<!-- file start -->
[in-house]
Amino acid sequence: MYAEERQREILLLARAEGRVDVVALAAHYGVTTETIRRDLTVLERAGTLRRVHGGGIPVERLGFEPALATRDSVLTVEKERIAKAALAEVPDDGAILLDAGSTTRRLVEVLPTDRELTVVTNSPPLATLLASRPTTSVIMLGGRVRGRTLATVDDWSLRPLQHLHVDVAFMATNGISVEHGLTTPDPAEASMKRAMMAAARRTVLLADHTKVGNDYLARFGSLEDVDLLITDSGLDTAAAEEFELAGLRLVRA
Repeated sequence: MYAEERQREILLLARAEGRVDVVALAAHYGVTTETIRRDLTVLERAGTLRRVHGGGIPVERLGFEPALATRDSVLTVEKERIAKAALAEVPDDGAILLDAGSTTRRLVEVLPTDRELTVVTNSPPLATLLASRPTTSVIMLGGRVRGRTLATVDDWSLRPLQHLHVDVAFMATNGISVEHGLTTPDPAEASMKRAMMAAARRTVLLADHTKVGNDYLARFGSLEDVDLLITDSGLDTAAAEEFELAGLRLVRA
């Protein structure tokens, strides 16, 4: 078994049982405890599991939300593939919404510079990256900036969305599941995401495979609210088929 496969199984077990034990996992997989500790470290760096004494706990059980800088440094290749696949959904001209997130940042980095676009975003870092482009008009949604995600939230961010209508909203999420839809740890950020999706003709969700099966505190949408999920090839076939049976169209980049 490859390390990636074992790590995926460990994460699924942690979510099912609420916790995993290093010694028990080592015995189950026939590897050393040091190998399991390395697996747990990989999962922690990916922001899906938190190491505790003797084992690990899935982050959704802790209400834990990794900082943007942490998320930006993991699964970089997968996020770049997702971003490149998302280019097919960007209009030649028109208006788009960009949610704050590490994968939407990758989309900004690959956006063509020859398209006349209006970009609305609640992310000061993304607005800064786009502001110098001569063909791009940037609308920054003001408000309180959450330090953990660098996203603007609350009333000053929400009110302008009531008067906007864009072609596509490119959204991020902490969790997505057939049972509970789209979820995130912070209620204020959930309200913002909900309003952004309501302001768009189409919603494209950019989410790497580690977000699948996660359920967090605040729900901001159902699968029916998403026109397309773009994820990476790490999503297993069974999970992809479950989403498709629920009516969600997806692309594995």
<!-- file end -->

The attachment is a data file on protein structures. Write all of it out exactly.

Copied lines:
[in-house]
Amino acid sequence: MYAEERQREILLLARAEGRVDVVALAAHYGVTTETIRRDLTVLERAGTLRRVHGGGIPVERLGFEPALATRDSVLTVEKERIAKAALAEVPDDGAILLDAGSTTRRLVEVLPTDRELTVVTNSPPLATLLASRPTTSVIMLGGRVRGRTLATVDDWSLRPLQHLHVDVAFMATNGISVEHGLTTPDPAEASMKRAMMAAARRTVLLADHTKVGNDYLARFGSLEDVDLLITDSGLDTAAAEEFELAGLRLVRA
Repeated sequence: MYAEERQREILLLARAEGRVDVVALAAHYGVTTETIRRDLTVLERAGTLRRVHGGGIPVERLGFEPALATRDSVLTVEKERIAKAALAEVPDDGAILLDAGSTTRRLVEVLPTDRELTVVTNSPPLATLLASRPTTSVIMLGGRVRGRTLATVDDWSLRPLQHLHVDVAFMATNGISVEHGLTTPDPAEASMKRAMMAAARRTVLLADHTKVGNDYLARFGSLEDVDLLITDSGLDTAAAEEFELAGLRLVRA
């Protein structure tokens, strides 16, 4: 078994049982405890599991939300593939919404510079990256900036969305599941995401495979609210088929 496969199984077990034990996992997989500790470290760096004494706990059980800088440094290749696949959904001209997130940042980095676009975003870092482009008009949604995600939230961010209508909203999420839809740890950020999706003709969700099966505190949408999920090839076939049976169209980049 490859390390990636074992790590995926460990994460699924942690979510099912609420916790995993290093010694028990080592015995189950026939590897050393040091190998399991390395697996747990990989999962922690990916922001899906938190190491505790003797084992690990899935982050959704802790209400834990990794900082943007942490998320930006993991699964970089997968996020770049997702971003490149998302280019097919960007209009030649028109208006788009960009949610704050590490994968939407990758989309900004690959956006063509020859398209006349209006970009609305609640992310000061993304607005800064786009502001110098001569063909791009940037609308920054003001408000309180959450330090953990660098996203603007609350009333000053929400009110302008009531008067906007864009072609596509490119959204991020902490969790997505057939049972509970789209979820995130912070209620204020959930309200913002909900309003952004309501302001768009189409919603494209950019989410790497580690977000699948996660359920967090605040729900901001159902699968029916998403026109397309773009994820990476790490999503297993069974999970992809479950989403498709629920009516969600997806692309594995």